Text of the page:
Shoulders give that nice 3D look. When we see all the marvel superheros, one of the first things we probably pick up on that we don’t even realize is their shoulders. It makes them look broader, manlier, and just JACKED overall. Even if the rest of their arm and chest was small, just by simply having a capped shoulder, they look great with or without a shirt. Needless to say, many guys are seeking optimal growth for shoulder development.
Below are my tips for building out the shoulders if you are struggling. I have a whole series of articles of these for each muscle group so be on the lookout for the other articles.
Frequency: Should be trying to stimulate the shoulders 2-3 times a week with the 10-12 total weekly sets, to keep maximizing the muscle building signal that a weightlifting exercise creates on that particular muscle (signal drops after 24-48 hours so you need to recreate that signal every time which explains the increase in frequency vs traditional body part split). Every 4-6 weeks, you could change up the exercise if you find you are no longer making progress, not feeling it work the muscle, or need to mix it up.
10-12 total sets for the week, split up evenly among your 2-3 workouts that include shoulders.
Every 3-4 weeks you should be changing the rep scheme or going up in weight, to create a newer stimulus that’ll help further progression as you get more comfortable with a lift and weights start increasing less and less per week.
Weeks 1-4 – 6-8 reps (more of an intensity phase focused on strength)
Note: You can go higher rep for the more isolated movements as they probably don’t need to be in such a low rep range and could cause a bigger injury risk.
Weeks 5-8 – 10-12 reps
Weeks 9-12 – 12-15 reps (more of an accumulative phase focused on volume)
For more advanced lifters (3-4+ years proper lifting): If you find your shoulders are a lagging body part, you can also increase the total weekly sets by 1-2 sets each week, AS LONG AS you are properly recovering. This will help ensure continued progression during a high volume phase, as your body adapts to its minimum effective dose for a particular muscle group and works towards that maximum recoverable volume. Again, should only be done to 1-2 muscles groups in a cycle, NOT all.
If your shoulders (or any muscle for that matter) aren’t growing as much as the rest and falling behind, it’s most likely because you aren’t hitting that muscle. Just because you did a bunch of overhead presses, and what you thought were effective side raises, doesn’t mean you ACTUALLY hit the shoulders. Confused?
Your body only knows movement. It doesn’t know you want pumpkins for shoulders. It just knows you are working with a heavy weight and will do whatever it takes to move that weight. So in the case of heavier lateral raises, as you get tired, have you ever noticed you start to use your traps more? Or come up on your toes to swing the weight up? Then you aren’t hitting your shoulders. Focus on the connection to the muscle. Go lighter on the weight, and focus on being able to hit a peak contraction on each movement. Check your ego at the door. Most people will have to drop down to 10-15lbs to really feel the muscle. Play around with SLIGHT changes to the angle to see if you feel a better contraction more in different areas. I have found for myself, playing around with this and finding where that sweet spot is made all the difference in shoulder growth.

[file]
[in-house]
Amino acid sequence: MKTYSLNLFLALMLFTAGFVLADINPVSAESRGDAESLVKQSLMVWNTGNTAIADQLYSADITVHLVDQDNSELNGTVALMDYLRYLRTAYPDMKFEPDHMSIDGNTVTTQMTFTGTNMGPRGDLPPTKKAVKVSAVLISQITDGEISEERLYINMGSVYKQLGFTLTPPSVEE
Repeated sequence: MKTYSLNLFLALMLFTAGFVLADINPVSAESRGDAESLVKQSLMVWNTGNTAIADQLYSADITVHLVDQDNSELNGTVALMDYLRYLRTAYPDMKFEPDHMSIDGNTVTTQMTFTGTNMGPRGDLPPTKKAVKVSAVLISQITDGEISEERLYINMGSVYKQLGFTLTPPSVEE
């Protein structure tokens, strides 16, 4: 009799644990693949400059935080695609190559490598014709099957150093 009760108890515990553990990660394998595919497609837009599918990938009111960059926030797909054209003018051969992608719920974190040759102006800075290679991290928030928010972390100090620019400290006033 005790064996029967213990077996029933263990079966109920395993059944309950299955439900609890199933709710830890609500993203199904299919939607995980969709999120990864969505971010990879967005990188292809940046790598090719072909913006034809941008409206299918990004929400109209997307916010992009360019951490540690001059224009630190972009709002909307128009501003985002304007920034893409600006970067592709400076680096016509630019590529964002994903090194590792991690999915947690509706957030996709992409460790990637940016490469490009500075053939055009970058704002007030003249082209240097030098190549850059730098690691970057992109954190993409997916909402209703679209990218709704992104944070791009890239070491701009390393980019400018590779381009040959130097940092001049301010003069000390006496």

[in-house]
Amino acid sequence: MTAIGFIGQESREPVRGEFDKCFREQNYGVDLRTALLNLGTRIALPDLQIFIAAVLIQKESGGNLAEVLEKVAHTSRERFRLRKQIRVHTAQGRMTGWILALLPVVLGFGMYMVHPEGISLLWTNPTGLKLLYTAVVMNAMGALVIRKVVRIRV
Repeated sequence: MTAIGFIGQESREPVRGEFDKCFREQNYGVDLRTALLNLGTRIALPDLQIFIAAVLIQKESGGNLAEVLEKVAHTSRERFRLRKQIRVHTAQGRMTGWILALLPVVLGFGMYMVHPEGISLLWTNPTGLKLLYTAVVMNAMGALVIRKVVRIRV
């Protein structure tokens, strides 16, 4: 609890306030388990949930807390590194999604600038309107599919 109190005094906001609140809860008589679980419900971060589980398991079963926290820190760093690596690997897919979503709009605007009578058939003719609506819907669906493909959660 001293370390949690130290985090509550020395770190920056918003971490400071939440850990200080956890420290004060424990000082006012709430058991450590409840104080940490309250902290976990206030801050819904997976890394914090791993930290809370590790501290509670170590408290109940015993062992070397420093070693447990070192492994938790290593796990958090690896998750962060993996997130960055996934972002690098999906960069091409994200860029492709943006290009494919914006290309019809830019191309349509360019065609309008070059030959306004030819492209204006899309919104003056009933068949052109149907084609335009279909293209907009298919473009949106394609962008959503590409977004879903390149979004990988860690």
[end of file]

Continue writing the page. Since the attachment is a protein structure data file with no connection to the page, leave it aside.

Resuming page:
For simplicity sake, I’ll break it down into compound and isolated exercises. Typically (although not always), you would start with more compound exercises in a workout because they recruit the most muscles, and tax the nervous system the most. You want to be as fresh as possible for these as to avoid risk of injury. These also make more sense to cycle through into the lower rep ranges (1-8) so that you can recruit as many muscle fibers as possible due to how many other muscles are also helping with the movement.
Compound Shoulder Exercises:
Front delts – Overhead press, military press, dumbbell shoulder press, Z-press, push press
For isolation exercises, they usually target specific muscle groups (in this case just the shoulder), rather than a whole bunch of secondary muscles. They’re recommended to do after the compound ones, as the risk of injury is lower. The reason being, these are usually done on machines, don’t tax as many muscles, don’t require as much stability, and don’t usually ramp up in nearly as much weight as a compound one would.
Isolation Shoulder Exercises:
Front delts – front raises, plate raises
Side delts – lateral raises, seated lateral raises, incline lateral raises
Rear delts – rear cable flyes, bent over flyes, single arm flyes,
Think of the isolation exercises as a bonus way to add volume to make sure you’re maximally stimulating the shoulders. However with shoulders, it can be a little tricky because there are many heads to them and thus, diff ways to stimulate it, but focus on the bigger compound movements first. Add in the smaller exercises as you find overtime certain areas falling behind. Rear delts tend to be very commonly left behind because you can’t see them in the mirror. A lack of full shoulder development a lot of times tends to be because lifters neglect hitting all heads. Make sure you are addressing this issue!